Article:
CHINESE 鸡毛蒜皮 Transliteration: jīmáosuànpí Translation: Sort chicken feathers and garlic skins Meaning: Splitting hairs – To argue about trivial aspects of an issue SPANISH (MEXICO) ¡Ya nos cayó el chahuiztle! Translation: The chahuiztle (parasites/ fungus that infect crops) is upon us! Meaning: Our problems are going from bad to worse, and everything will soon go to hell SPANISH (SPAIN) Se le ve el plumero Translation: Your feather duster is showing Meaning: You are lying TURKISH Ciğermimin köşesi Translation: The corner of my liver Meaning: To describe someone very dear to you GREEK Έφαγα τον κόσμο να σε βρω

ITALIAN Avere le mani in pasta Translation: To have hands in dough Meaning: A metaphor for being well connected socially, to be capable of pulling strings to get things done

Transliteration: Éfaga ton kósmo na se vro Translation: I ate the whole world to find you Meaning: an exaggerated way of saying “I tore this place apart looking for you

BULGARIAN Ne e tsvete za mirisane (nay eh tsve-te za mee-ree-sah-nay) Translation: He is not a flower to sniff Meaning: When someone is not a good person in general or is notorious for his bad habits and qualities, you say that he is not a flower to sniff

DUTCH Haar op der tanden hebben Translation: To have hair on one’s teeth Meaning: To be very strong SWAHILI Pilipili usiyoila yakuwashiani? Translation: How come the pepper you are not eating is too hot for you? Meaning: Mind your own business






It was the visits to the Topkapı Palace and Rustem Paşa Mosque that motivated Dutch native Hanneke Potters to learn the İznik tile technique. With her background as an artist and biologist focusing on botany, flowers play an important role in her designs Combining these influences, she has created a new hybrid that she is sharing with the community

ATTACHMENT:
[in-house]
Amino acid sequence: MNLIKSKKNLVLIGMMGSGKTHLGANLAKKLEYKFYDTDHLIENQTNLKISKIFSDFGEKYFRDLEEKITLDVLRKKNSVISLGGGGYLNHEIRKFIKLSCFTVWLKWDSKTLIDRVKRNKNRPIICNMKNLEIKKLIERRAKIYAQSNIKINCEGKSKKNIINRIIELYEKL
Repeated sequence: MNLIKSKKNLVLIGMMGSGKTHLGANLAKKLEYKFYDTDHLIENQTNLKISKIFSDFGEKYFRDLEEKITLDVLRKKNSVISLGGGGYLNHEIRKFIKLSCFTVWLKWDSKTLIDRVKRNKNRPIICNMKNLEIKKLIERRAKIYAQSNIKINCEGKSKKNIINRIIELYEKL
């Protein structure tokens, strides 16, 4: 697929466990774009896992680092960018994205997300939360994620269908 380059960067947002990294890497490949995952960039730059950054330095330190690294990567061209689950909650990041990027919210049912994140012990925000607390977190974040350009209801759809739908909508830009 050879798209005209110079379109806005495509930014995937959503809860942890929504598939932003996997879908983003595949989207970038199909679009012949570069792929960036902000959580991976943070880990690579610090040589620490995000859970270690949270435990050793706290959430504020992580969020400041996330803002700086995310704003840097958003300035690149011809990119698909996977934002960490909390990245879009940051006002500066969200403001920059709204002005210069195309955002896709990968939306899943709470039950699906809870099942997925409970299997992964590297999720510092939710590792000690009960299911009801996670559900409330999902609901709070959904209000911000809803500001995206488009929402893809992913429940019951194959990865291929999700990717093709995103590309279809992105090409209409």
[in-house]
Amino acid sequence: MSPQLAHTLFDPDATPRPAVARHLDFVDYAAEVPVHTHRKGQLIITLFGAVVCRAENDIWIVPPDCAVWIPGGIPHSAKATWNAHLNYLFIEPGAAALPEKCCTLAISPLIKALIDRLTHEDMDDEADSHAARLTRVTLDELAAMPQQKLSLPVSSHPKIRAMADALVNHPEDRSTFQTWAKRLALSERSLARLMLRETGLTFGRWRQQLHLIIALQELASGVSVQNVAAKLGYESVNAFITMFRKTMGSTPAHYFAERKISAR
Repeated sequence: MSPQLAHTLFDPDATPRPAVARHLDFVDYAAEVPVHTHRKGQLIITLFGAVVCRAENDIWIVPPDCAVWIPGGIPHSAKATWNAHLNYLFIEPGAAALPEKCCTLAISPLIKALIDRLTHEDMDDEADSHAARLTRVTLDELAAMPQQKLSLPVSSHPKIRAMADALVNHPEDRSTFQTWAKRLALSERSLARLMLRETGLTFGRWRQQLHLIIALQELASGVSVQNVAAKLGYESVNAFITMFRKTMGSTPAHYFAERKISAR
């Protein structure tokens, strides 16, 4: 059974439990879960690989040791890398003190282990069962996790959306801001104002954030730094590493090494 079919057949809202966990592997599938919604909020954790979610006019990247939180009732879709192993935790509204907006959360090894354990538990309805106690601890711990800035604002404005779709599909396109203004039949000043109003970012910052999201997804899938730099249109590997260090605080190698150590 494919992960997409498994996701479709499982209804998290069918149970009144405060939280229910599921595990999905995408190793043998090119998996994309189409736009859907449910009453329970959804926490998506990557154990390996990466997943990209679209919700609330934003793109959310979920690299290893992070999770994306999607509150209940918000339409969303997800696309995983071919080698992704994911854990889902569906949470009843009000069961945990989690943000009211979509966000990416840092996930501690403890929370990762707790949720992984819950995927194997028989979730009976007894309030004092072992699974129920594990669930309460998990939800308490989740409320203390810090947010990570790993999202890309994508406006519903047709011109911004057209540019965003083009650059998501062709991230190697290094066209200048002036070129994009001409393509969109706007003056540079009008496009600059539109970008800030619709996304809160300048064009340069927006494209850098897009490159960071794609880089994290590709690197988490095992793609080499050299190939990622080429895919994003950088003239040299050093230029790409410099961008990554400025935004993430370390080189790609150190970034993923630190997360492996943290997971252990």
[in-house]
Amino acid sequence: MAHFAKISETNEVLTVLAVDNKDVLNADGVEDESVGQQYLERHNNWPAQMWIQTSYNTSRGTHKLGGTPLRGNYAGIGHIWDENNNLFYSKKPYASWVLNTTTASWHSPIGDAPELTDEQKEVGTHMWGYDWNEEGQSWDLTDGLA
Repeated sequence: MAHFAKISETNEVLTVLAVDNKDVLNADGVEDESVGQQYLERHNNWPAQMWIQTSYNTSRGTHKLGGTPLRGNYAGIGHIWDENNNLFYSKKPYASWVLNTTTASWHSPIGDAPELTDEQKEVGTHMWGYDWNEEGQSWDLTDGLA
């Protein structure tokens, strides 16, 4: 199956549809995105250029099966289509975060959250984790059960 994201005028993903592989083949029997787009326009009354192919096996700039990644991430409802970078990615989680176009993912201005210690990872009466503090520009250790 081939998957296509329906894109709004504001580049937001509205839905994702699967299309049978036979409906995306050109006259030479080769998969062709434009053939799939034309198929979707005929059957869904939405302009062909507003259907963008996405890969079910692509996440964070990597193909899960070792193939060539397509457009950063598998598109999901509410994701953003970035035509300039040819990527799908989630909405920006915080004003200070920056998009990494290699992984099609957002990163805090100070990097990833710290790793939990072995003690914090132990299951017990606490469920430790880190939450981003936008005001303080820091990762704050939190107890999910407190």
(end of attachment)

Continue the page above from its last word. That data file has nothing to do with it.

t is a common story amongst expat women: leaving your home country and career and learning to reinvent yourself. Yet, this theme of renewal never gets old. It’s a testament to the resilience and resourcefulness we all have within — to take our talents and to continue to create something of meaning and value. Hanneke Potters has demonstrated this time and again as her travels have taken her from the Netherlands, to the rainforests of Guyana, to Barcelona and now Turkey. “As a child, I was very interested in Biology, and in flowers. My mother and grandfather both used to teach me a lot about the field, and I had a very good Biology teacher in school, so for me, it was a natural process to study Biology. I went to university, got my degrees, and got the opportunity to do field work in a tropical rain forest. It was a fantastic experience. You prepared one year before and had to know all the plants and how to determine them – the old-fashioned way – you collect the flowers. Most botanists don’t want to do this because you have to go all the way through the forest, and it is hard to determine where the beginning and end of the land area is. For me, I saw it as a challenge, so I went there with the university in cooperation with Georgetown, Guyana. Deep down in the rain forest, I did research with my companion. The habitat had already been destroyed by the locals from harvesting lumber. So, we had to go further in and build our own camp – 25km down in the forest. It was an amazing experience. And, when I returned, I had to draw all these flowers and cross-sections, to determine what they were. We found new species and were real pioneers in the field”.